Published data from epidemiological and case-control studies on the association between high fat intake and BC risk have been conflicting, which may be attributable to difficulties obtaining accurate information on fat intake and because of limited heterogeneity of intake within a specific geographic area from which the study cohorts live. Furthermore, BC is now classified clinically into subtypes by ER, PR and HER2 expression status and each subtype has its own prognosis and set of risk factors, which may also contribute to the inconsistencies in the published reports on this relationship.
Sabina Sieri, PhD, from the Epidemiology and Prevention Unit of the Department of Preventive & Predictive Medicine at Fondazione IRCCS Istituto Nazionale Dei Tumori in Milan Italy, and colleagues prospectively analyzed data from 10,062 BC patients from the EPIC study with 11.5 years of follow-up. The EPIC cohort study consisted of 337,327 women living in 10 European countries, which creates a heterogeneous cohort both in terms of geography-related dietary fat intake patterns and in terms of molecular subtype. To correct the dietary questionnaire data for measurement errors, intake data were calibrated with standardized 24-hour dietary recall interviews administered to a random sample of 8% of the cohort. Cox proportional hazard modeling included various known risk factors as covariables.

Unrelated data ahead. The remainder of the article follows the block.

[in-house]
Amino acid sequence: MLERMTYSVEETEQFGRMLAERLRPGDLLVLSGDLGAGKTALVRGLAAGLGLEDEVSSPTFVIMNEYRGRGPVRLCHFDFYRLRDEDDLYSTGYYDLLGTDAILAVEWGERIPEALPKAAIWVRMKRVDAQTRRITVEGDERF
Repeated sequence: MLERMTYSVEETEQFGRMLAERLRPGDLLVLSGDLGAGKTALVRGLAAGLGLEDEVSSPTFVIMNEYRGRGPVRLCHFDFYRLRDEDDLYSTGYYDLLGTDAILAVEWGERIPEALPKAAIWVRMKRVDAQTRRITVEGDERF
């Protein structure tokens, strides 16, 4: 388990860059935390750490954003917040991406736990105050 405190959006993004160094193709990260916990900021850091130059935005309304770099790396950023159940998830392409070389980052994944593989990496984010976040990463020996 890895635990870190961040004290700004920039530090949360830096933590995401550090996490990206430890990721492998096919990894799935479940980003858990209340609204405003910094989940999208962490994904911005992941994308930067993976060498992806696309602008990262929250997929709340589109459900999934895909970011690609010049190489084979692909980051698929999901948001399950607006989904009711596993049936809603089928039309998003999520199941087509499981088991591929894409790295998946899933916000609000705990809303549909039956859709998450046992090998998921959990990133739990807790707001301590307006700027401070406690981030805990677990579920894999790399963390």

The authors reported high total and saturated fat intake were associated with greater risk of ER+PR+BC. High saturated fat intake was also associated with greater risk of HER2- disease. The authors concluded, “a high-fat diet increases BC risk and, most conspicuously, that high saturated fat intake increases risk of receptor-positive disease, suggesting saturated fat involvement in the etiology of receptor-positive BC.”